I was recently invited to speak about breast cancer before several thousand people at a university basketball game (see Fear Is a Tool, from January 6). I gave this speech a few days ago, and it went very well. My goal was to make a spiritual and emotional connection with my audience, and to use that to decrease the fear of cancer and encourage engagement with the cancer journey. To lead and encourage by example.
I knew I was capable of this, but of course I was nervous. At the game, I made myself focus on the passing of time. The third quarter would end. Then the fourth quarter would end. Then I would give my speech, and that would end. Life would continue on in its rhythm, always approaching something and then moving past it. All I needed to do was be present in each of those moments. Not get carried away into a future that had not yet happened.
As the third quarter ended, I felt the need to center. Sitting in the bleachers with thousands of people, with all of that noise and activity, was not helping me. I went to the women’s room and stood quietly in the stall by myself. I brought my energy into my pelvis and practiced transcendence. Spiritual support instantly materialized.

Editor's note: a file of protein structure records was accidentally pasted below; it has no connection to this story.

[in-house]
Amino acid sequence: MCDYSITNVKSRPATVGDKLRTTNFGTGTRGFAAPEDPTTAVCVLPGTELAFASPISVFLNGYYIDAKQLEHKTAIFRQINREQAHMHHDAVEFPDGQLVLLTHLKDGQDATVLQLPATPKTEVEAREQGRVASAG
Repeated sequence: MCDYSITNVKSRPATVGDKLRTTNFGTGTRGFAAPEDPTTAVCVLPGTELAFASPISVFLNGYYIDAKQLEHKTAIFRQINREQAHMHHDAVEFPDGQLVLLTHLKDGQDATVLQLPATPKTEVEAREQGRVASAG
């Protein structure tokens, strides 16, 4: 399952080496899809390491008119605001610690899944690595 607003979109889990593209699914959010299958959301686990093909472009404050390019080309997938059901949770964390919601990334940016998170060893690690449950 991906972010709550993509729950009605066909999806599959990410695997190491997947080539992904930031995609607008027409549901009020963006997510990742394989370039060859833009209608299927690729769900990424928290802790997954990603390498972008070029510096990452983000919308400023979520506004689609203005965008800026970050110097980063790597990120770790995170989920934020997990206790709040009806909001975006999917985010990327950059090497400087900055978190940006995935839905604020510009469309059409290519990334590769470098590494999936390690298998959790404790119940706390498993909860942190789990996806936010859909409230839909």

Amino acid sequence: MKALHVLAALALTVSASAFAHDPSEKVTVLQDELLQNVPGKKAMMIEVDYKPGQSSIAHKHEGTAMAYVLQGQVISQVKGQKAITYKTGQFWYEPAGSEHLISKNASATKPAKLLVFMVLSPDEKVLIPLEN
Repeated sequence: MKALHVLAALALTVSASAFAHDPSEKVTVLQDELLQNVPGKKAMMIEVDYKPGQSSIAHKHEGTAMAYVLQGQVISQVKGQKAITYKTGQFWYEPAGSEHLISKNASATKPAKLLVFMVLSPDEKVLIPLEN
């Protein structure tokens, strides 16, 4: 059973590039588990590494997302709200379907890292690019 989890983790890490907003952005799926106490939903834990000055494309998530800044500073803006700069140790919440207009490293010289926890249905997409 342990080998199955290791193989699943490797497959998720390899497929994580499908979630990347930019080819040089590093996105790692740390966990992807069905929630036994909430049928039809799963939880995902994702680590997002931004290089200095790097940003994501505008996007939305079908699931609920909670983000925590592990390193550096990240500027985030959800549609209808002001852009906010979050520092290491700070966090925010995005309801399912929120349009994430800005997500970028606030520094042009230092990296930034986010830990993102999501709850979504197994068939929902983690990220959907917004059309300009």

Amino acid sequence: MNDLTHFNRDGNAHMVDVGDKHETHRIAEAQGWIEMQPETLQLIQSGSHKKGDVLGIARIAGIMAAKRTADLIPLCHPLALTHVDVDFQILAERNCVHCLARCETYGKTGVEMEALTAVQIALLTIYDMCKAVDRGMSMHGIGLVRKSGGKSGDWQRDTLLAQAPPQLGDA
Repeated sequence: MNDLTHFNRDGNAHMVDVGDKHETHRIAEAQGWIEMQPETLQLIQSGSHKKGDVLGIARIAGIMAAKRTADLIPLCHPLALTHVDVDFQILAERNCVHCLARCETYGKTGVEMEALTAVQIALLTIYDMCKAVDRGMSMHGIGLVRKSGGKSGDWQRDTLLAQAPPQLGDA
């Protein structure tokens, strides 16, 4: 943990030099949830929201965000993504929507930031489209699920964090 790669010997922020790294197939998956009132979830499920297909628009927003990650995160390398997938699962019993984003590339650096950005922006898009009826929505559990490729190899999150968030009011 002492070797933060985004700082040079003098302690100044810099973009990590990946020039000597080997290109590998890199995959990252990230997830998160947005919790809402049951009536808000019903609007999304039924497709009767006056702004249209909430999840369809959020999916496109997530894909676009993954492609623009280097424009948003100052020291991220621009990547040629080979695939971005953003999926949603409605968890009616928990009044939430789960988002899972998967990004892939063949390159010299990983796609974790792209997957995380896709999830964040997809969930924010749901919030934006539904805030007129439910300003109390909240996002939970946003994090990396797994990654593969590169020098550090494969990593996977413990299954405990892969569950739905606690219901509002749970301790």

A multitude of spirits appeared behind me as a cloud of butterflies. Their wings fluttered against my back, each one a soft hand of gentle encouragement. They were urging me onward with confidence and ease. It was not a cheerleading pep talk or pushy admonishment, just quiet acceptance of the moment and the intention––soft, loving, and joyful.
I had expected the gym to be noisy during my speech, with people getting their popcorn, going to the restroom, chatting. But it was quiet. Both the men’s and the women’s team stood at attention the entire time. People were sitting and listening. As I spoke, I felt myself walk through the small door of my ego and enter the All That Is. I felt spiritual energy filling the space of the basketball arena.
At the end, my daughter came forward and surprised me with a bouquet of roses and a big hug. Then the whole women’s team and I hugged. And then the coach. And the assistant coaches, and the trainers––all kinds of people. It was a big love fest! I had no idea that would happen. People approached me afterwards, thanking me and squeezing my hand, including the coach of the visiting women’s team. People shared their cancer connections. It all felt totally normal. This is how people love each other.
I am so glad I did not let fear stop me from doing this!